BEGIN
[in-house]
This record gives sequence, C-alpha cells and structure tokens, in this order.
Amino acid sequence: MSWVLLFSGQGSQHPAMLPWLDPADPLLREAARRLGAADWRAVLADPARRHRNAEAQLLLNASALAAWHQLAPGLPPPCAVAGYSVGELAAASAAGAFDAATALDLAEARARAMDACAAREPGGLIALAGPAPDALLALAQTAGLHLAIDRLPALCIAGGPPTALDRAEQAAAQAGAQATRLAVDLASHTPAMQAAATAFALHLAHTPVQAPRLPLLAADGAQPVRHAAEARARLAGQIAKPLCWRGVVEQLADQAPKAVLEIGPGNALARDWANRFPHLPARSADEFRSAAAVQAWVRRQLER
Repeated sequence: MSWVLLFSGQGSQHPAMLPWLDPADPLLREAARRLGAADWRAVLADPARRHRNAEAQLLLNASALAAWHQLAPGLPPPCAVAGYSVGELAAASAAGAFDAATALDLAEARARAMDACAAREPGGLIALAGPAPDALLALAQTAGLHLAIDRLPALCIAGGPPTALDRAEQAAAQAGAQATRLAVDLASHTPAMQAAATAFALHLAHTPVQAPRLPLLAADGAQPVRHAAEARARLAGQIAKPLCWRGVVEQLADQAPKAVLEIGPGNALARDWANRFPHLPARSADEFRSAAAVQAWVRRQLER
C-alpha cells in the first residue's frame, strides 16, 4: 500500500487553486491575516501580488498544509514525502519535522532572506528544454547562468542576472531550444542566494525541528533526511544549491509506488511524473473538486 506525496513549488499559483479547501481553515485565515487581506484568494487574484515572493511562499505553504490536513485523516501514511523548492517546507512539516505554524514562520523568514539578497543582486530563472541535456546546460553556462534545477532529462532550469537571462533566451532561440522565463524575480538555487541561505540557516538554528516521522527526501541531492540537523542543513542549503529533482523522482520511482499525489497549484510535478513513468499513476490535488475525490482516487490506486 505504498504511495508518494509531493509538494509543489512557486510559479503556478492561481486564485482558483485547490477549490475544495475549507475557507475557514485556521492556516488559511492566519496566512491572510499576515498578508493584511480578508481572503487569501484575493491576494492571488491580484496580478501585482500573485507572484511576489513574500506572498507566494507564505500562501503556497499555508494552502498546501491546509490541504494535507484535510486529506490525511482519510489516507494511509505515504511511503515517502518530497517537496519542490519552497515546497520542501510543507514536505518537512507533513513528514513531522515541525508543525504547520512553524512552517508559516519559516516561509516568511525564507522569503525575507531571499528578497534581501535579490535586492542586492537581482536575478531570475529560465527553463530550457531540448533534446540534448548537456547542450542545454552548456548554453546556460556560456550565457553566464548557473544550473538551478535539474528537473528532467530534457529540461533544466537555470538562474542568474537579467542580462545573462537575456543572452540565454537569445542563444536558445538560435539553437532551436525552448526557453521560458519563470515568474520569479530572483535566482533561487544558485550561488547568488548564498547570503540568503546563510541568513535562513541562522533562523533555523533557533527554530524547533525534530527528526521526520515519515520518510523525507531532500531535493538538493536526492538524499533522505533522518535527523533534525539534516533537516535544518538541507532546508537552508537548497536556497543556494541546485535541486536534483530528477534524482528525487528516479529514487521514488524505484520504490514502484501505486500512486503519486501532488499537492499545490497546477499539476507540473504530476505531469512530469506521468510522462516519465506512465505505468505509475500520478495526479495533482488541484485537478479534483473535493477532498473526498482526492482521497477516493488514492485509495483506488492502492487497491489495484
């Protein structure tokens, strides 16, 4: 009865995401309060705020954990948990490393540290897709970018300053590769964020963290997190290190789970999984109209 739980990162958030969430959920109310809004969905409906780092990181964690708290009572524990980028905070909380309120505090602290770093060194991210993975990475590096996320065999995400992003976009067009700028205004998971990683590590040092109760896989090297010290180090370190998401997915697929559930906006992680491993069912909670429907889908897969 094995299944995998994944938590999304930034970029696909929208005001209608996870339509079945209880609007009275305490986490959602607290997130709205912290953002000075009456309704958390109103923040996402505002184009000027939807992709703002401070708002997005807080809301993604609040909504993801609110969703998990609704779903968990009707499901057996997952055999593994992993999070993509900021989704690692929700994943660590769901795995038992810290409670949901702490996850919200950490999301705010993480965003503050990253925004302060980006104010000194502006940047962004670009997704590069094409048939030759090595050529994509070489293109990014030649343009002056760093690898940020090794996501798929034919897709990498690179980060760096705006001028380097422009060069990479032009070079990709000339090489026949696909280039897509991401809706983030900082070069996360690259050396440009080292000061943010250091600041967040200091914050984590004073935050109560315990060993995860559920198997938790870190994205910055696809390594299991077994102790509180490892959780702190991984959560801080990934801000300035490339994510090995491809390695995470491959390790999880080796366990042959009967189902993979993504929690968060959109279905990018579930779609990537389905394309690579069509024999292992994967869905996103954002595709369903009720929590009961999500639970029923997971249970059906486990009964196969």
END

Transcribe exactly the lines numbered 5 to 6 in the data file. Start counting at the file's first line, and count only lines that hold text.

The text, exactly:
C-alpha cells in the first residue's frame, strides 16, 4: 500500500487553486491575516501580488498544509514525502519535522532572506528544454547562468542576472531550444542566494525541528533526511544549491509506488511524473473538486 506525496513549488499559483479547501481553515485565515487581506484568494487574484515572493511562499505553504490536513485523516501514511523548492517546507512539516505554524514562520523568514539578497543582486530563472541535456546546460553556462534545477532529462532550469537571462533566451532561440522565463524575480538555487541561505540557516538554528516521522527526501541531492540537523542543513542549503529533482523522482520511482499525489497549484510535478513513468499513476490535488475525490482516487490506486 505504498504511495508518494509531493509538494509543489512557486510559479503556478492561481486564485482558483485547490477549490475544495475549507475557507475557514485556521492556516488559511492566519496566512491572510499576515498578508493584511480578508481572503487569501484575493491576494492571488491580484496580478501585482500573485507572484511576489513574500506572498507566494507564505500562501503556497499555508494552502498546501491546509490541504494535507484535510486529506490525511482519510489516507494511509505515504511511503515517502518530497517537496519542490519552497515546497520542501510543507514536505518537512507533513513528514513531522515541525508543525504547520512553524512552517508559516519559516516561509516568511525564507522569503525575507531571499528578497534581501535579490535586492542586492537581482536575478531570475529560465527553463530550457531540448533534446540534448548537456547542450542545454552548456548554453546556460556560456550565457553566464548557473544550473538551478535539474528537473528532467530534457529540461533544466537555470538562474542568474537579467542580462545573462537575456543572452540565454537569445542563444536558445538560435539553437532551436525552448526557453521560458519563470515568474520569479530572483535566482533561487544558485550561488547568488548564498547570503540568503546563510541568513535562513541562522533562523533555523533557533527554530524547533525534530527528526521526520515519515520518510523525507531532500531535493538538493536526492538524499533522505533522518535527523533534525539534516533537516535544518538541507532546508537552508537548497536556497543556494541546485535541486536534483530528477534524482528525487528516479529514487521514488524505484520504490514502484501505486500512486503519486501532488499537492499545490497546477499539476507540473504530476505531469512530469506521468510522462516519465506512465505505468505509475500520478495526479495533482488541484485537478479534483473535493477532498473526498482526492482521497477516493488514492485509495483506488492502492487497491489495484
């Protein structure tokens, strides 16, 4: 009865995401309060705020954990948990490393540290897709970018300053590769964020963290997190290190789970999984109209 739980990162958030969430959920109310809004969905409906780092990181964690708290009572524990980028905070909380309120505090602290770093060194991210993975990475590096996320065999995400992003976009067009700028205004998971990683590590040092109760896989090297010290180090370190998401997915697929559930906006992680491993069912909670429907889908897969 094995299944995998994944938590999304930034970029696909929208005001209608996870339509079945209880609007009275305490986490959602607290997130709205912290953002000075009456309704958390109103923040996402505002184009000027939807992709703002401070708002997005807080809301993604609040909504993801609110969703998990609704779903968990009707499901057996997952055999593994992993999070993509900021989704690692929700994943660590769901795995038992810290409670949901702490996850919200950490999301705010993480965003503050990253925004302060980006104010000194502006940047962004670009997704590069094409048939030759090595050529994509070489293109990014030649343009002056760093690898940020090794996501798929034919897709990498690179980060760096705006001028380097422009060069990479032009070079990709000339090489026949696909280039897509991401809706983030900082070069996360690259050396440009080292000061943010250091600041967040200091914050984590004073935050109560315990060993995860559920198997938790870190994205910055696809390594299991077994102790509180490892959780702190991984959560801080990934801000300035490339994510090995491809390695995470491959390790999880080796366990042959009967189902993979993504929690968060959109279905990018579930779609990537389905394309690579069509024999292992994967869905996103954002595709369903009720929590009961999500639970029923997971249970059906486990009964196969």